I attended a talk today which at first glance could appear to be another dull business strategy discussion with a few hundred PowerPoint slides thrown in for good measure. However it was well worth my while, and got me thinking about the role of price versus quality in my own sector.
The company in question was dealing in volume, low priced goods across many different consumer areas.
Firstly, they got to the crux of the matter very quickly – price is often irrelevant, value is the key word. Value is the price versus what you get in return, for example, if something is very cheap but you get nothing from it then it is poor value and the same works the other way. Therefore, quickly achieving the customer’s perception of value is the important factor, not the price which we always end up focusing on in negotiation situations.
At first look, I used to think price was the main factor. I knew about value, and reputation and product superiority and relationships and everything I could read in a book but it just didn’t buy. I knew my customers bought on price, well wasn’t that what they were always complaining about?
How things have changed – only the other day I had a debate with a new graduate into sales about the role of price in the selling equasion, and more importantly its impact on the success of a deal. He, like myself back then, adamantly argued that price dominated all decisions and was the reason for his poor sales performance to date. With hind sight, experience, and losing one too many deals to the competition, I was able to argue from the other side and suddenly his view seemed so immature and shortsighted.
Of course we don’t actually buy on price. But the reason why we done but on price is too subtle and convoluted for sales books to explain, and the sales books sell themselves to us on the premise that they will show you how to overcome the price challenge, and what you end up with is a deflated sales pitch that in fact hits no sweet spots with the customer. The analogy that most helped me to recognise that I was a prime example of a customer who didn’t buy on price, was the car analogy.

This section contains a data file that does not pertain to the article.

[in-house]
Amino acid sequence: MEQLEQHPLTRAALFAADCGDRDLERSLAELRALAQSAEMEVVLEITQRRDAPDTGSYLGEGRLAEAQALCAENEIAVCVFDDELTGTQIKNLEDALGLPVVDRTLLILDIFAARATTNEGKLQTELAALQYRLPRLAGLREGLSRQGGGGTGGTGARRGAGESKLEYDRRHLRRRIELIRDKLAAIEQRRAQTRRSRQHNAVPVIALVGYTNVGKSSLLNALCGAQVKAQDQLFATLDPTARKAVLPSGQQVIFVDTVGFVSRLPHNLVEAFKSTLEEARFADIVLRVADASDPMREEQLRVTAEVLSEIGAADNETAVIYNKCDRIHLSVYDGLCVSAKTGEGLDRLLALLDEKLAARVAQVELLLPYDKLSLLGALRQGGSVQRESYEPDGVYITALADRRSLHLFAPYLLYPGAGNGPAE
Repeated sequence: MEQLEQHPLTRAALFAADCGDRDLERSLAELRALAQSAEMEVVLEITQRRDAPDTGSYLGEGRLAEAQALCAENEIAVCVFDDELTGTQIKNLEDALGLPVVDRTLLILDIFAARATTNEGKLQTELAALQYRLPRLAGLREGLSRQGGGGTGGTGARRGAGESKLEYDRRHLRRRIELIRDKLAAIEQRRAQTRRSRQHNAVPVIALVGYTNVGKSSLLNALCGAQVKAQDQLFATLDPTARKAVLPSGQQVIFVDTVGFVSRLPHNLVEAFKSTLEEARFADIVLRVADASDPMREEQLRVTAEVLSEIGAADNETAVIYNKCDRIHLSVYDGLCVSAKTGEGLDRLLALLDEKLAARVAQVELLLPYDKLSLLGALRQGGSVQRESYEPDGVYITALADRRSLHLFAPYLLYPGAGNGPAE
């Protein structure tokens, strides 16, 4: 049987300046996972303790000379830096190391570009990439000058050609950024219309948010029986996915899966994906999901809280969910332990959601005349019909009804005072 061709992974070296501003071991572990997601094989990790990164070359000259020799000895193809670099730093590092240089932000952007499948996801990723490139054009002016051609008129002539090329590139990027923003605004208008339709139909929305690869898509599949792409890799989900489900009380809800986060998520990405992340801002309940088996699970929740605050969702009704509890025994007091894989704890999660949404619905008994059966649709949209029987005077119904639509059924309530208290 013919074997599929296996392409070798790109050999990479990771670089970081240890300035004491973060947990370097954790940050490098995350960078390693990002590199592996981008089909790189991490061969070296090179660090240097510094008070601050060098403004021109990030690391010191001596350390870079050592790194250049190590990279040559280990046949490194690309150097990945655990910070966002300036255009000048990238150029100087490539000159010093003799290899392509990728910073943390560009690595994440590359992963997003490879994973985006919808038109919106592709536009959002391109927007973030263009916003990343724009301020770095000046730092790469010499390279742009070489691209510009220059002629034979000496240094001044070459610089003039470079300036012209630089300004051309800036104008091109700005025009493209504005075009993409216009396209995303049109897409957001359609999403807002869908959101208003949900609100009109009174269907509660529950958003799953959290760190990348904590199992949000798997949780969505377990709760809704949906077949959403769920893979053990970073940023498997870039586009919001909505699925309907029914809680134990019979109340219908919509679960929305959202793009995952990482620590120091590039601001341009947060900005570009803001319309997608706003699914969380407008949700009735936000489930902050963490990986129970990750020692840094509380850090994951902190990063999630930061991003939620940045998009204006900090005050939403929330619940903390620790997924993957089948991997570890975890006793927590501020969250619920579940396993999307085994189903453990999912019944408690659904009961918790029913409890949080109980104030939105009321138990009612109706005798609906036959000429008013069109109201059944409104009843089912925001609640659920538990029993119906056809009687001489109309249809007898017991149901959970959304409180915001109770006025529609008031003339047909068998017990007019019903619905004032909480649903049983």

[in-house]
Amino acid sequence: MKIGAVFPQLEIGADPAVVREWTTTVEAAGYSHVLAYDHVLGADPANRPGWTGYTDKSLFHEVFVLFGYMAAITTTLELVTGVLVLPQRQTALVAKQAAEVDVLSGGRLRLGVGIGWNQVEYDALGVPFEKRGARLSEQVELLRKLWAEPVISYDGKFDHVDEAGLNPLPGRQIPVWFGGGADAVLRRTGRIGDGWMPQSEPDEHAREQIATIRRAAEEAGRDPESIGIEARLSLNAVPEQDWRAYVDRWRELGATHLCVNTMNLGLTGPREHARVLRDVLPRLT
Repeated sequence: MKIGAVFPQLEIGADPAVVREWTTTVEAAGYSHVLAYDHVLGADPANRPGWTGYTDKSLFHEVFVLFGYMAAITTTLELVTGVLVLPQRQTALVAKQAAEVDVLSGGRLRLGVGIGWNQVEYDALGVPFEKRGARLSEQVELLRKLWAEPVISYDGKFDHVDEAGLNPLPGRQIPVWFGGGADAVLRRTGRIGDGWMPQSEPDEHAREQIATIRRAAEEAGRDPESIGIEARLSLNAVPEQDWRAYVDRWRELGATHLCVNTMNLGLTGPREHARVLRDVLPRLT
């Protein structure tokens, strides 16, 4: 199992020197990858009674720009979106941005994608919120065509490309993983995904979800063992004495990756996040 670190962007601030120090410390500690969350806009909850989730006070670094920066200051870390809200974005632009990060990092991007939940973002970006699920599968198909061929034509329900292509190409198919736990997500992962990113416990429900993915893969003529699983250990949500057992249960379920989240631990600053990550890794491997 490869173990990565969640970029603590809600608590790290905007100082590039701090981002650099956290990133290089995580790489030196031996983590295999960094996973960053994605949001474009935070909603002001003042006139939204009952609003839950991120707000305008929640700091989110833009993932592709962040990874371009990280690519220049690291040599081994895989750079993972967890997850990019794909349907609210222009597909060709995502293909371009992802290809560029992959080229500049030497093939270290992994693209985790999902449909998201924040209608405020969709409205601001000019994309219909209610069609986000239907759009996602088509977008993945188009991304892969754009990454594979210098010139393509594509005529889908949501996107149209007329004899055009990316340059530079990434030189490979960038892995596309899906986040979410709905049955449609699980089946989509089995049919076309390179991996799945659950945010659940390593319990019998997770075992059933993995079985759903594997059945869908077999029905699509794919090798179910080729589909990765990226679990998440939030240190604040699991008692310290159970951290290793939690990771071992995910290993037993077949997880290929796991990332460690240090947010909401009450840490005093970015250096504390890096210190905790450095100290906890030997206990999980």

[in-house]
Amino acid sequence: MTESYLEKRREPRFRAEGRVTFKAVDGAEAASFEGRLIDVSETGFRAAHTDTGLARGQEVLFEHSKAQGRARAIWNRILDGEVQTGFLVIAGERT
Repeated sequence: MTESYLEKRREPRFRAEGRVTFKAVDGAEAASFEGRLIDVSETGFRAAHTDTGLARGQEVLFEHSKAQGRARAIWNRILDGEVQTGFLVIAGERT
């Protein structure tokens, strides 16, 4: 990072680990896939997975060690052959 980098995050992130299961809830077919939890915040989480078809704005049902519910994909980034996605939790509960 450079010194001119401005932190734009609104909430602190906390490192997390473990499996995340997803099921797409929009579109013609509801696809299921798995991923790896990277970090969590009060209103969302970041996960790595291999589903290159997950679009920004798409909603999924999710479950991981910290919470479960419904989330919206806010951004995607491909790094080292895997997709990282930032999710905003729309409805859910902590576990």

Take this situation, it’s my first company car, I can choose from a wide range of pretty good cars – better than I’d ever driven before. I have the option of the cheaper company fleet that throws in all the sensible MOTs and services, but I reject that. I then have the option of a mid range, good value, new car to buy that makes complete economic sense…but I also reject that too. I instead buy the second most expensive car out of the range I settled on, for no other reason than that I JUST WANTED IT. Now, you could analyse the reasons behind that, but this simple process made me realise that every day we make value conscious decisions where price is almost irrelevant. If a surveyor approached you in the street and asked you what steered your decision about what brand of toilet cleaner you buy, or where you would purchase your air travel from, you might tell them price. Because we consciously think that price is the most important factor, but subconsciously we disregard it in many instances and it is usually the 3rd or 4th consideration after convenience, brand attachment and reputation.
On a more strategic level, it is completely irrelevant that your solution might be 10% cheaper to a CFO but if the more expensive competition is meeting with him weekly and playing golf with him regularly, then it’s pretty much irrelevant. Sales in all sectors is a much more complex binding together of perception, personal beliefs and value. However that’s reassuring if you’re not always the cheapest vendor in your market place, at least you have some different tactics to try out.